The outback town of Nhulunbuy is celebrating after global miner Rio Tinto Ltd promised to keep open its loss-making alumina refinery.
Rio subsidiary Pacific Aluminium says it will keep open the giant Gove refinery, following a deal with the Northern Territory government to convert the diesel-fed plant to run on gas.
"Pacific Aluminium's alumina refinery in Nhulunbuy will continue operating as planning, approvals and delivery of the gas to Gove project progresses," the company said on Wednesday.
Rio Tinto has been losing about $30 million per month from its Gove operation, which includes one of the world's largest alumina refineries and a large bauxite mine.
An analyst has estimated converting the diesel-fuelled plant to run on natural gas would save Rio Tinto at least $300 million each year, although losses are expected to continue until the work is completed in about two years' time.
Dave Suter from the Nhulunbuy Chamber of Commerce and Industry said workers cheered at news the refinery would stay open.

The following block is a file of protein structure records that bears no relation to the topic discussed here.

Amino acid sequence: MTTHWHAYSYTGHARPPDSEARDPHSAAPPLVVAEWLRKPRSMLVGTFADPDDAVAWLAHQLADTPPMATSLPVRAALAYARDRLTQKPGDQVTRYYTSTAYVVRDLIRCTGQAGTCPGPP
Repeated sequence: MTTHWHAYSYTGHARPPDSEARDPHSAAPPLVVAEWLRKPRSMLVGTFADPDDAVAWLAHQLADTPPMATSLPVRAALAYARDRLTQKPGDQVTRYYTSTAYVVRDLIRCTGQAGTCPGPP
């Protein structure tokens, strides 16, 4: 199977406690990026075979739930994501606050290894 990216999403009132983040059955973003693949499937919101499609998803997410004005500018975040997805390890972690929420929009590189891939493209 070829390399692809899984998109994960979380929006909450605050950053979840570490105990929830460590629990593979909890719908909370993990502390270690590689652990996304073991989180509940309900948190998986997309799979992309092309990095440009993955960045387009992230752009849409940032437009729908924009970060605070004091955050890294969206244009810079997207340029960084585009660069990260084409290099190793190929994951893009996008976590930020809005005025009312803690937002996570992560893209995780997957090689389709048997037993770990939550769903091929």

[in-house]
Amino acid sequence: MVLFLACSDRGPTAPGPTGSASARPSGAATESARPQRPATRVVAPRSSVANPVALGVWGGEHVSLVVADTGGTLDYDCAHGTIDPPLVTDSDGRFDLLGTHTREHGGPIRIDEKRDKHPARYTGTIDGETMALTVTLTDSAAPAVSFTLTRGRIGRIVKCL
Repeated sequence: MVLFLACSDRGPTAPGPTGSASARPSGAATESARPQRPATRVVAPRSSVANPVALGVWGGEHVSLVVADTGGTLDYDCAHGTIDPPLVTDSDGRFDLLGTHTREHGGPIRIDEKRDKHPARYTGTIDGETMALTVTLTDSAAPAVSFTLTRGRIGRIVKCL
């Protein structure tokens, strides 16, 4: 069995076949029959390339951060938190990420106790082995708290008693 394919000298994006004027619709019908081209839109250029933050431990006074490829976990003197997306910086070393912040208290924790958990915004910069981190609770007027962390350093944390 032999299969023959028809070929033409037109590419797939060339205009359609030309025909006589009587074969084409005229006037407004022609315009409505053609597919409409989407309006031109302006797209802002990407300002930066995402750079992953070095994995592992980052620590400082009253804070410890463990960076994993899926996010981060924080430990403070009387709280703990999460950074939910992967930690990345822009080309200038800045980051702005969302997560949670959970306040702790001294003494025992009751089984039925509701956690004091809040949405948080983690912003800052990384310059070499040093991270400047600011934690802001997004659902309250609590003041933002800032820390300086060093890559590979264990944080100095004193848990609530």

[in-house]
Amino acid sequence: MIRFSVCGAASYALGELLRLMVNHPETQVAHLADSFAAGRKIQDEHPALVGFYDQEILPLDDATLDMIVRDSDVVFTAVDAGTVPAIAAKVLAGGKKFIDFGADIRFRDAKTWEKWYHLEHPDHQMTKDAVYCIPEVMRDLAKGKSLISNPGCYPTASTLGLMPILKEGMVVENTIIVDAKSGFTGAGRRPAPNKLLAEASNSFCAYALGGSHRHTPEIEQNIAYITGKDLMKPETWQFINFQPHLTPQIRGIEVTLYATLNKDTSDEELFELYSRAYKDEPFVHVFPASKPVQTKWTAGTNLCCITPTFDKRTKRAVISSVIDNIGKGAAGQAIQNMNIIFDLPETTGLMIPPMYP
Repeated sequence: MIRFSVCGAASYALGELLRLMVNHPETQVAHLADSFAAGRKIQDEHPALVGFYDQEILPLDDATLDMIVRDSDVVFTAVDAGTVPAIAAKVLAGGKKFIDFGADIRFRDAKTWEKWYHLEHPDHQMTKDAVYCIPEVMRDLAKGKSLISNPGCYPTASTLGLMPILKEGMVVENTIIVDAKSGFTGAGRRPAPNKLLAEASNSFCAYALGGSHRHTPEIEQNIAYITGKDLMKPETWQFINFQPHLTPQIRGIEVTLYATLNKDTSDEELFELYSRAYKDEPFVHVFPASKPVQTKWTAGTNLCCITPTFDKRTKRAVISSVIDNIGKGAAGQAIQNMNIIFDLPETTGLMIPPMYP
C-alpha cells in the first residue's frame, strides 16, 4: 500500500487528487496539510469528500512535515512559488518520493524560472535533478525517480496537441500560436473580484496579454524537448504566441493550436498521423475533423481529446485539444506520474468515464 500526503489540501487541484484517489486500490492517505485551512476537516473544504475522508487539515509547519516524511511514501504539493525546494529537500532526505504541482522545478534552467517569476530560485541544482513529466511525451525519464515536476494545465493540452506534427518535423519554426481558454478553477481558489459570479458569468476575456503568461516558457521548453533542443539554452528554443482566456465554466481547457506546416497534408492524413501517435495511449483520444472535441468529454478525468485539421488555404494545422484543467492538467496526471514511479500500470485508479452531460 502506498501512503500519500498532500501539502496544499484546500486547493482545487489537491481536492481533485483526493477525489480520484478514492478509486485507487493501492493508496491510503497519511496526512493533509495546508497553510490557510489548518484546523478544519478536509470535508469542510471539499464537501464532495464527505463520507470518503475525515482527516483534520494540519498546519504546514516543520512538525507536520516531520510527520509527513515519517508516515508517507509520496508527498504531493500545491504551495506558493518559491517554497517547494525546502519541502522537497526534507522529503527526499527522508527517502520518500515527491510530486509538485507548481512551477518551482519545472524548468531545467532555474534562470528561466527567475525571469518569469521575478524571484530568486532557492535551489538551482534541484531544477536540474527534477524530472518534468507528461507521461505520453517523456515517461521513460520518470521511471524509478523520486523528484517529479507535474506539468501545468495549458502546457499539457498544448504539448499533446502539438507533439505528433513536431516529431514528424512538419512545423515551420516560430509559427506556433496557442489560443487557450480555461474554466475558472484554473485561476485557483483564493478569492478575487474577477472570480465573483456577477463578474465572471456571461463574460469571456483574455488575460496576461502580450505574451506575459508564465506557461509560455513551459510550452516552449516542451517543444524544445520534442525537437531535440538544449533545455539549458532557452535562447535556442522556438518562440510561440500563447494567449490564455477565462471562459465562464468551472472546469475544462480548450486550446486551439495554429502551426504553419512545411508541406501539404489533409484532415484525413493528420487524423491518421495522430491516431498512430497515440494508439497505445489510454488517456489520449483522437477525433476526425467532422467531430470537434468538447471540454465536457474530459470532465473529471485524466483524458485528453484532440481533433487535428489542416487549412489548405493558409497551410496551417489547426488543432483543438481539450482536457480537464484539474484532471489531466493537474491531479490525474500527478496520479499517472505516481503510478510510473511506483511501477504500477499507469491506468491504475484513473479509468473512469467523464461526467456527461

In a briefing with the company, Mr Suter said he was assured the gas deal meant the refinery would be viable for the next 40 years.
"For the Rio people it was pretty good. It has taken a lot of stress off them," he said.
There were fears that if the refinery had closed it would have devastated Nhulunbuy, a town of about 3800 people built to service the alumina operation.
NT Chief Minister Terry Mills announced Rio Tinto's refinery decision in parliament and said some steps still needed to be taken to seal the deal.
The federal government must ensure the underwriting of a gas pipeline, commercial arrangements were needed for the gas supply, and environmental and other approvals were needed, he said.
But he later told journalists the announcement from Rio Tinto meant there would be security for "many years to come".
"We can all breathe a sigh of relief," Mr Mills said.
Klaus Helms, who heads a local Aboriginal corporation and is chairman of the East Arnhem Futures Alliance, said the decision was great news.
"The traditional owners have just got the news and they are rapt with it," Mr Helms said.
Northern Land Council chairman Wali Wunungmurra said he was also delighted.
"Many Aboriginal people in the region benefit from the services that are in Nhulunbuy purely because of the mine," Mr Wunungmurra said.
"If those hospitals, schools and shops had closed down, it would have hurt our community badly," he said in a statement.
Resources Minister Martin Ferguson is yet to guarantee his government will underwrite the cost of the 600km gas pipeline but said the commonwealth would give "detailed consideration" to facilitating the construction.